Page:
Mad Men
A Tale Of Two Cities

Episode Report Card
Couch Baron: B- | 6 USERS: B+
YOU GRADE IT
Don's Ghosts, Coast To Coast

Joan introduces Peggy as "the dynamite in our Creative Department." With Ginzo's "lightning," it's got explosive potential, so it's probably good that Stan's the bong water of the place. After they sit, Joan extols Peggy's expertise some more, saying that she's worked on relevant accounts such as Clearasil, Pond's and Belle Jolie. After Andy mentions that he almost worked for the last of those, Peggy tells him that she grew up in an Avon home, and their Avon lady was so elegant that her mother would vacuum the drapes before she visited. Hee. Whether Peggy's going somewhere more targeted with this or not, though, we'll never know, since Joan interrupts that all women have a personal connection to Avon, but that doesn't necessarily translate into business. She goes on to ask Andy what his biggest challenge on that front is as Peggy gives her a surreptitious side-eye that it's just as well she doesn't see given that it would melt the gloss right off her lips. Andy confesses that sales are flat: "Women are working; they're not home. And hippies don't wear makeup at all. I'm not sure if we should try to be groovier or nostalgic." No offense to Andy, but if he and Ted are both using "groovy," I'm pretty sure the word is over. Joan's lack of experience then shows through as it's pretty clear she doesn't know how to steer this, so she's like, "Peggy?" Peggy gives her a dull glare like, "Oh NOW it's okay for me to talk," but she then dons a professorial air and asks how Andy would describe Avon's current work. He gropes for the right words, so she asks if he'd say it's unintentionally old-fashioned, and he brightens as he says he would, in fact. Peggy shows how pro she's become as, with deference that's obviously manufactured to us but still feels authentic to the client, tells him she's sure he's thought of this already, "but Joan and I were saying how convenient it would be to have the Avon lady come to the office." Andy does say that Avon is open to trying that, but not to advertising it, and Joan pipes up, "There's no doorbell in an office." Andy gives her a finger-gun of acknowledgment, while Peggy just looks befuddled as to whose side Joan is on. And you know I love her, but she is kind of being Larry Tate in this scene.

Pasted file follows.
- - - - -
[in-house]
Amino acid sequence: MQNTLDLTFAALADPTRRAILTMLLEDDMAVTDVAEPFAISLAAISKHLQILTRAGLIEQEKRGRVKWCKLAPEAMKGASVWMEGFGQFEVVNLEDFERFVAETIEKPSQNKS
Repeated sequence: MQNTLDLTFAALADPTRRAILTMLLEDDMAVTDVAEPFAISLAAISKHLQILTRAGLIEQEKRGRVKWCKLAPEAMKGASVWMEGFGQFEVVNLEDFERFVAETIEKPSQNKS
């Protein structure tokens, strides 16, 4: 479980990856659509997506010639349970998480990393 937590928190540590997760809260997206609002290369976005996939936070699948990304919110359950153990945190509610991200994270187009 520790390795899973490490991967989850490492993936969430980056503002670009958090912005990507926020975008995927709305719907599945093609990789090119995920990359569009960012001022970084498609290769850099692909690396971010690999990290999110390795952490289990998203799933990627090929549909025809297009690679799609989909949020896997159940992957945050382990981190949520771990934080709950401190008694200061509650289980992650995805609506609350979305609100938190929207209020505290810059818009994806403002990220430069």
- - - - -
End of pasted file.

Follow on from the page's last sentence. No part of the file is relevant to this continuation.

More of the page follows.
The [NAME] team is in a conference room having some breakfast drink, if the carnation in the middle of the table is any indication. Roger makes a disparaging comment about Humphrey accepting the nomination, to which the fairly oily Carnation guy laughs that the Democrats are dead -- maybe forever. Easy to chuckle now, but with only Jimmy Carter preventing a Republican sweep for the next 24 years, the man has a point. The bigger fish, "Jack," enters. Pleasant greetings are exchanged, but the sunny smiles fade quickly when Roger remarks that "George" was just crowing about how the riots gave Nixon the election, and Jack chastises George before saying that "those long-haired fools" shamed the U.S., and Nixon isn't going to fix that. He then asks them to explain how they can properly service both Carnation and their other brand Life Cereal. Don, given the already-spectacular failure of Roger's big-city approach, you might want to stick a stalk of hay in your mouth before answering. It's Roger who replies first, though, saying that their powdered dairy products have had a long and fruitful relationship with breakfast cereal, and they don't see a need to give it up; as far as Instant Breakfast goes, it has a different target -- adults, who don't eat cereal, as Don chimes in. Jack counters that they just might find the conflict unresolvable, whereupon Harry, sounding fairly annoyed, breaks in that they discussed this on the phone, and they're proposing a whole different level of exposure for their products -- game shows, Saturday morning, the works. The Carnation guys aren't impressed, though, and they lay out their real concern -- they feel like New York firms treat them like second-class citizens. Roger does a good job of not breaking out in a flop sweat as he offers, "We're sorry your last girlfriend hurt you." That at least gets a bit of an appreciative smile, and Jack asks what they have in mind. We don't hear the answer, but Roger looks awfully pleased for someone who's still catching up to where he was before he entered the room.

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